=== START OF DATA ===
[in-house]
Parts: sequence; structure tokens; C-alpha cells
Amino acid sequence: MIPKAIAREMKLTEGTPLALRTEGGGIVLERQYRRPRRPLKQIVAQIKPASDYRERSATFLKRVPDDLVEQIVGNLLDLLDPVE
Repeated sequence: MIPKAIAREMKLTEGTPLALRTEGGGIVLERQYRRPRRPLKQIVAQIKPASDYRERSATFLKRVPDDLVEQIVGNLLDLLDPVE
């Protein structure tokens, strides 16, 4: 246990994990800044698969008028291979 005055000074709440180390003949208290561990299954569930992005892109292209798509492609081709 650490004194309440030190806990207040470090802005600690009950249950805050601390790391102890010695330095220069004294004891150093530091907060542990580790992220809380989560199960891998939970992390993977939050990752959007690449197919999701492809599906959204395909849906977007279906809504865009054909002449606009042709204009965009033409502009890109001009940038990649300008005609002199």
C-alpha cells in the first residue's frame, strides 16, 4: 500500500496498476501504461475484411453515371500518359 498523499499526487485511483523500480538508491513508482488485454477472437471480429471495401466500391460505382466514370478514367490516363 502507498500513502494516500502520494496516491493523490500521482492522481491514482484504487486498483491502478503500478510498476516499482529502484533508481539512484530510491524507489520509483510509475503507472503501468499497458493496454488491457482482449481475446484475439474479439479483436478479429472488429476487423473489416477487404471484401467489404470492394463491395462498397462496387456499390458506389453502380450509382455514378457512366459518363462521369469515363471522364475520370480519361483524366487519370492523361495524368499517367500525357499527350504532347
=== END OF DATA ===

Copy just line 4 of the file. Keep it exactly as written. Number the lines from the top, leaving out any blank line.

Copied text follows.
Repeated sequence: MIPKAIAREMKLTEGTPLALRTEGGGIVLERQYRRPRRPLKQIVAQIKPASDYRERSATFLKRVPDDLVEQIVGNLLDLLDPVE